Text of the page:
The Metropolitan Division has had better years.
As recently as 2016-17, the Metro had four teams that reached 100 points and came within one point over sporting five of the eight teams from the Eastern Conference in the playoffs.
This season, things are at least off to a slow start. The Capitals took some time to get going, although they have found their game while rattling off six straight wins to take over the top spot. The Blue Jackets have played fairly well after a slow start themselves, although their 30 points would tie Boston for fourth place in the Atlantic Division.
The Rangers have went on a run lately thanks to some stellar play on home ice as they hold down the third spot in the division. The Hurricanes and Islanders are still hanging around the fringes of the playoff race while the Penguins, Devils, and Flyers have put forth uninspiring starts to their respective seasons, albeit with plenty of season left to play.
That last point is key. There is indeed almost three-quarters of the regular season remaining, and considering no one is running away with this thing, this could very well be the most wide-open division in the NHL.
That’s what is going to make this exercise fun. What we will do here is identify the favorite to win the division, a team whose odds hold some value to win the division and team I believe is overpriced at their current odds to win the Metro.
First, let’s take a look at each Metropolitan team’s odds to win the division, courtesy of Bovada.
If you didn’t think this division was wide open, the proof is in the pudding. Every other division in hockey has a team with at least +7500 odds to win the division. Betting-wise, this easily the most wide-open division in the league.
With that, let’s get started with who I believe ends up winning this division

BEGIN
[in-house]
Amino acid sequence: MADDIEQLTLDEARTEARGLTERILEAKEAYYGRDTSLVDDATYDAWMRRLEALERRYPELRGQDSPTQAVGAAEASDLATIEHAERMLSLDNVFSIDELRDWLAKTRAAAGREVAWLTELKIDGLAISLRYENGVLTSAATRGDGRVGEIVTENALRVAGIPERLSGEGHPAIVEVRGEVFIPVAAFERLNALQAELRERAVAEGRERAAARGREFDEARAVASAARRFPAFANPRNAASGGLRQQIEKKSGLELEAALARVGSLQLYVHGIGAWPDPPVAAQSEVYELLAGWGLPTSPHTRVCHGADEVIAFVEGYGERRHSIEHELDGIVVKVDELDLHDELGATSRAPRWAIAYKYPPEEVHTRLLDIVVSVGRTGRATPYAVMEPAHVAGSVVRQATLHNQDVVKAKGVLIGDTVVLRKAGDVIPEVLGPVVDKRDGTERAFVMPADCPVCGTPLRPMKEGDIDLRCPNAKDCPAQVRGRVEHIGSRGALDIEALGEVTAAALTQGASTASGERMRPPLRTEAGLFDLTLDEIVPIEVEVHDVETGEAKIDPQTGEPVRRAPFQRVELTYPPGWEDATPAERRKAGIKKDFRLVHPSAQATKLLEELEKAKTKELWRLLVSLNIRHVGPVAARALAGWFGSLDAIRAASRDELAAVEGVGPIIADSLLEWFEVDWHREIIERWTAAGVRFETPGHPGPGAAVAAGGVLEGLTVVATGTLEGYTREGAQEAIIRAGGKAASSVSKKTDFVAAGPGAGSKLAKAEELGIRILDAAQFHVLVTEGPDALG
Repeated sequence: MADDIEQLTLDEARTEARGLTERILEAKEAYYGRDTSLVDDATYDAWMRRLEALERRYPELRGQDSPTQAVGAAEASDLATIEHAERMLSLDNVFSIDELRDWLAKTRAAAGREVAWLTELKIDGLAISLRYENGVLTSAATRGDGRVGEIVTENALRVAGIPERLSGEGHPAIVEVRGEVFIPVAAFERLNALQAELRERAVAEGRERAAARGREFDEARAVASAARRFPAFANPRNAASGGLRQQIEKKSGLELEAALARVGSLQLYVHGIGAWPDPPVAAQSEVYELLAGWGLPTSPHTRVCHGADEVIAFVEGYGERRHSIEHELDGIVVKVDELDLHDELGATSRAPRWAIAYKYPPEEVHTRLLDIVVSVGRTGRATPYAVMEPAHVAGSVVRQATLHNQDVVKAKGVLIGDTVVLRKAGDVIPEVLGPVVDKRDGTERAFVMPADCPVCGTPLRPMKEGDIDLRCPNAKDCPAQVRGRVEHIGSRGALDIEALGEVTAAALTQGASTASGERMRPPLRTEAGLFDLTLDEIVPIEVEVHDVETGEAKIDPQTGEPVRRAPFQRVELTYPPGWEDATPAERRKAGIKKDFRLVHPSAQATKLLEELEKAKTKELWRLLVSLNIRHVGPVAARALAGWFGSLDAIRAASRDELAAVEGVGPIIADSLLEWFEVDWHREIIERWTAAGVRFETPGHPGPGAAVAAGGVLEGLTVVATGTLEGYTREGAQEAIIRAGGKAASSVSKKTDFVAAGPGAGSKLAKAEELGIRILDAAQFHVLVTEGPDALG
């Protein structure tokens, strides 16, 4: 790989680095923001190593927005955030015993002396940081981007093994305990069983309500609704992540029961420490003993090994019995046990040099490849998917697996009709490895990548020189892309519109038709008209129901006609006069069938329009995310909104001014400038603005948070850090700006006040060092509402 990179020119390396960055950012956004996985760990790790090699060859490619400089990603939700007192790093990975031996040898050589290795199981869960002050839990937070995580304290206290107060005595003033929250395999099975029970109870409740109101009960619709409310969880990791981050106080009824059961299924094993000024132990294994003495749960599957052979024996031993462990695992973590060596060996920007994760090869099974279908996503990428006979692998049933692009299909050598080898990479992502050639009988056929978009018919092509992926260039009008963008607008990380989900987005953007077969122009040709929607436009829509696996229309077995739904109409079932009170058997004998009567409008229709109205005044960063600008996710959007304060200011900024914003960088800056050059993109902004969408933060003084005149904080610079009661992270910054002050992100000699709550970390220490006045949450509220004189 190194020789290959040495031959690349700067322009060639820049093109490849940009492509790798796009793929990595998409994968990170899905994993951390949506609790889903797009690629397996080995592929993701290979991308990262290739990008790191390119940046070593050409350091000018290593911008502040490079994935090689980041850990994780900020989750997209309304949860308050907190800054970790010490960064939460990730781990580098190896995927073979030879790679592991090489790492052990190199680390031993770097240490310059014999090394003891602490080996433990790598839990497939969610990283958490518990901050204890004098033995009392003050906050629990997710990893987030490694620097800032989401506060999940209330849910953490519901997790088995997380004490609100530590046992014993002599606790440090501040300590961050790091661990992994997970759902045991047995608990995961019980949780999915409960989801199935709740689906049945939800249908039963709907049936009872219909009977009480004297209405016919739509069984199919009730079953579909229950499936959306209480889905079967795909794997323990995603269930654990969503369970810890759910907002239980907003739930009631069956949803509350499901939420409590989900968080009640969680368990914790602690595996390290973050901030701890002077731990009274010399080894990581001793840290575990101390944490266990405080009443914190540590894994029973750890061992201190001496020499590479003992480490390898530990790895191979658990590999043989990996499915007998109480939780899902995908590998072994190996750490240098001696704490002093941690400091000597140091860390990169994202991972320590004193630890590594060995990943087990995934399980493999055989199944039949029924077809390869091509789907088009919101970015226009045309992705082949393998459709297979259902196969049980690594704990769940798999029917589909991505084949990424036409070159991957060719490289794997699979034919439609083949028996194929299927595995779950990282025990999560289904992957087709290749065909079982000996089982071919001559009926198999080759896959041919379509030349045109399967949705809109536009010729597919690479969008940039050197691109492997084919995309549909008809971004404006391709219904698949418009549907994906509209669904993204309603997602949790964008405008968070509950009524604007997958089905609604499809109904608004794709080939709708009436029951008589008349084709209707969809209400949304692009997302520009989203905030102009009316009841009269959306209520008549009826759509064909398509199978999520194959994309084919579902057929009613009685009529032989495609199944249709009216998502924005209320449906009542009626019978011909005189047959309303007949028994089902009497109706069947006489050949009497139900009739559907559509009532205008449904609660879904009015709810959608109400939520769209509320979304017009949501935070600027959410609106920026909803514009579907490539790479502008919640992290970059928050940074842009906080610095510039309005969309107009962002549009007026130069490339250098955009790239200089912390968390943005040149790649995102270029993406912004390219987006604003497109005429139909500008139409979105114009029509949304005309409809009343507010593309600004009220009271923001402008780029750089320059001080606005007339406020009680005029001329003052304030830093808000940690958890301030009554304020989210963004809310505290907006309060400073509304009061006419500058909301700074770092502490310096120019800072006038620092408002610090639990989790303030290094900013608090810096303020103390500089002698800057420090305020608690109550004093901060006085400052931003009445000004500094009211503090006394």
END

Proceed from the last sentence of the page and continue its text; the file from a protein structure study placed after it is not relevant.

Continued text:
Washington Capitals (+260)
The Capitals are the betting favorite to win the division, and I think they get the job done again for the fourth straight season. As a side note, it’s rather remarkable that the Penguins have just one division crown since the Metro was formed prior to the 2013-14 season despite winning two Stanley Cups in that time.
Nonetheless, the Capitals are still the best all-round team in the division. They have gone on their recent run despite missing Evgeny Kuznetsov and T.J. Oshie from the lineup. Sometimes teams find their game when facing adversity and you can count the Capitals among them.
The Caps’ offense is getting the job done in spades as their 3.46 goals per game ranks sixth and their power play has been about as deadly as it gets with a 28.4% clip, fourth-best in the league.
The Caps have once again made Capital One Arena in Washington a very difficult place to play for opponents. They are 7-3-2 on home ice this season. Washington has scored about as much at home as they have on the road this season, but the true difference at home as been their defense where they are allowing just 2.50 goals per game at home, good for ninth league-wide.